Safety Board releases preliminary report on helicopter crash

Joshua Hawley with his daughter.

The National Transportation Safety Board (NTSB) released its preliminary findings of an investigation of the Dec. 14 helicopter crash upon the Bonnet Carre Spillway in St. Charles Parish, one that claimed the life of the aircraft’s pilot, Joshua Hawley of Denham Springs.

According to the preliminary report, the Bell 407 helicopter traveling from Gonzales to New Orleans was ultimately surrounded by a very dense fog, leading to a collision with transmission power lines suspended between two tall trusses. The guy wire was estimated to be approximately 130 feet above the bridge.

Location information tracked the helicopter’s path eastbound over I-10 toward New Orleans with a height varying between 75 and 175 feet over ground, according to the report. But less than a mile before the helicopter crashed into the transmission line, the aircraft descended down to 50 feet above ground. Prior to striking the line, it was about 75 feet above ground.

The heavy fog likely obstructed Hawley’s view, the NTSB estimated, rendering him unable to see the transmission lines prior to the collision. The report says several vehicles’ dashboard cameras captured the helicopter’s descent and impact with the bridge. The helicopter was traveling at a speed of approximately 120 miles per hour prior to the crash.

Video showed that the helicopter’s main rotor blades, mast and transmission separated from the fuselage and were later located in Lake Pontchartrain. The main body of the helicopter was engulfed in fire upon impact with the ground.

A post-impact fire consumed most of the fuselage. No video showing the helicopter’s collision with the transmission line has been found.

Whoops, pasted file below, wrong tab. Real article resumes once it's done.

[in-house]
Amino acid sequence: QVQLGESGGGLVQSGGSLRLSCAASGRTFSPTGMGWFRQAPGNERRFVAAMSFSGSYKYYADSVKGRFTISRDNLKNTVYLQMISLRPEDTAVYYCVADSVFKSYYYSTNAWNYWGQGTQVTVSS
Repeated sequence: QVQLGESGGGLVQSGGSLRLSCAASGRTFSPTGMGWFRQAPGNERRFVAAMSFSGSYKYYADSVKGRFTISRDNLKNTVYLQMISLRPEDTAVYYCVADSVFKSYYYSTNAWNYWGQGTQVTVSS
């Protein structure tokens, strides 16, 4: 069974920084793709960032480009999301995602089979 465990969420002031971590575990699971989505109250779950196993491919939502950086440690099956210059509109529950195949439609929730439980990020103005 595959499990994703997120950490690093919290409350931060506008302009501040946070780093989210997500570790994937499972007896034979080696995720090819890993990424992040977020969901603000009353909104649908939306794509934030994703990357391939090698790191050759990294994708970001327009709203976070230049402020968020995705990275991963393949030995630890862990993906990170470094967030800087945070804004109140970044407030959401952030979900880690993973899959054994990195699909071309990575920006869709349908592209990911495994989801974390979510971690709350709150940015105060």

Following the accident, a United States Coast Guard helicopter was launched to the scene to provide search and rescue support. The Coast Guard pilot reported that the weather was visual flight rules at Louis Armstrong International Airport, but that conditions deteriorated as the pilot moved further west.

Low-level fog allowed the stanchions of the power lines to be barely visible from the east, according to the report. From a top-down view, there was a very dense fog from all areas identified, with a tall column of clouds to the west of the power line intersection where the accident occurred. With Hawley traveling westbound, the fog layer was above the power lines from that vantage point, blocking them from view.

The clouds were able to orbit overhead, allowing for good visibility, at 500 feet over the shoreline, but at landfall to the west, a wall of clouds built to 1,200 feet.

All of the major components of the helicopter were located at the accident site, and the helicopter was sent to a facility for further examination.

Hawley, 43, was the only person onboard the aircraft. There were no casualties on the highway. He was reportedly traveling to pick up three passengers from the New Orleans Lakefront Airport.

The former U.S. Marine leaves behind his wife and their three children, ages 7, 4 and 3.

He was a resident of Denham Springs, but he grew up in Prairieville and graduated from St. Amant High School in 1997. He enlisted in the U.S. Marine Corps and spent 13 years as an aircraft mechanic. He also volunteered as a paramedic during his time in service.

A GoFundMe has been set up to raise funds to help Hawley’s family (titled Josh Hawley Memorial Fund).

The NTSB will move on to conduct a more comprehensive investigation that could take up to two years to complete.


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